Healthcare Providers' and Community Leaders' Knowledge and Perceptions of Neurocysticercosis in Rural Bolivia
AuthorAlberts, Amy Jeanne
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PublisherThe University of Arizona.
RightsCopyright © is held by the author. Digital access to this material is made possible by the University Libraries, University of Arizona. Further transmission, reproduction, presentation (such as public display or performance) of protected items is prohibited except with permission of the author.
AbstractBackground: Neurocysticercosis (NCC) is a preventable infectious disease that is considered a major cause of epilepsy in developing nations. Bolivia is one of the least developed nations in Latin America and in rural Bolivia persons with epilepsy (PWE) go largely without treatment. Epilepsy is a devastating disease that has the capacity to significantly decrease the quality of life, not only for PWE, but for their families as well. The development and implementation of a self-sustainable program for the prevention and treatment of NCC and the consistent treatment of epilepsy is essential. However, research on epilepsy and NCC in Bolivia, whether in the urban or rural population, is extremely sparse. The central premise of this study is that rural Bolivian communities have the need for a self-sustaining program for the treatment of epilepsy and for the prevention of NCC. Purpose: Using a qualitative descriptive design, the purpose of the proposed study is to determine the knowledge and their perceptions of community barriers and facilitators among health care providers and community leaders regarding NCC and epilepsy. Sample: A sample of 12 health care providers and community leaders representing 14 communities in the Bajo Isoso district, El Chaco region, Bolivia were included. Methods: Gatekeepers were identified and assisted with entry into the communities and identification of participants. A semi-structured interview format was used to elicit participant descriptions of knowledge of cysticercosis and epilepsy, and of their perceptions of community barriers and facilitators regarding cysticercosis and epilepsy. Individual interviews were audio-recorded, transcribed, coded manually, and analyzed using the content analysis method. Findings: Data analysis revealed four major themes; Knowledge of Cysticercosis, Resource Availability Related to Cysticercosis, Perceptions of Responsibility for Addressing Cysticercosis, and Perceptions of Impact of Cysticercosis on the Community. Relating to the conceptual model PRECEDE-PROCEED used in this work, resource availability was an enabling factor, while the other themes were predisposing factors of the problem. Major findings of this study were that knowledge about cysticercosis and epilepsy was lacking, resources to address cysticercosis were severely limited, that community members perceived the problem as highly significant and needing to be urgently addressed, and that there were positive attitude toward accepting community responsibility for addressing the problem of cysticercosis. Implications: This study suggests that lacking resources is a major factor impacting the problem of neurocysticercosis in the region, and that education to address gaps in knowledge, in collaboration with the community leaders, would be an appropriate and effective next step in working towards development of a self-sustaining program for the prevention and treatment prevention of NCC.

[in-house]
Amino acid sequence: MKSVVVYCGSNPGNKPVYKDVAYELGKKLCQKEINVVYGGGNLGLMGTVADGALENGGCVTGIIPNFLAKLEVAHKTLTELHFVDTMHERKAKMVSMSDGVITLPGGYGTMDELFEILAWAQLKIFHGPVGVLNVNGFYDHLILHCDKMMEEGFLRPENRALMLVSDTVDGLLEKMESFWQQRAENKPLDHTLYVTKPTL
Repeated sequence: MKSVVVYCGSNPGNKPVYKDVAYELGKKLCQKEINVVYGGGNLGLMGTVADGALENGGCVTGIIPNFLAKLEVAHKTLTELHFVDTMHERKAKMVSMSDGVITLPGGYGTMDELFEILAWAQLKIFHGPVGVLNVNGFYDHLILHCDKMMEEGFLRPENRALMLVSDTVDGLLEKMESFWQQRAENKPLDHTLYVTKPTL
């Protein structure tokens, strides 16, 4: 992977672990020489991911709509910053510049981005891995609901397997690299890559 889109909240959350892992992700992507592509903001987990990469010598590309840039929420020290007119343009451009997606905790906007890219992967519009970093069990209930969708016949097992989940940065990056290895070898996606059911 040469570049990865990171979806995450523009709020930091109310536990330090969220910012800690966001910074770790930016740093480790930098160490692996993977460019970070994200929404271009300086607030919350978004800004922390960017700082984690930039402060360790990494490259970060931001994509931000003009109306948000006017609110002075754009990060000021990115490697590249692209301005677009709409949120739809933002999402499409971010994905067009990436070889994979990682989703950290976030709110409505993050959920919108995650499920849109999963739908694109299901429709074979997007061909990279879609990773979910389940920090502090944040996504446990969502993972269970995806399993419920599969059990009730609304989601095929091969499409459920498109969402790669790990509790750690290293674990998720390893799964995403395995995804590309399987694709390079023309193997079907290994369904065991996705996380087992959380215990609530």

Degree ProgramGraduate College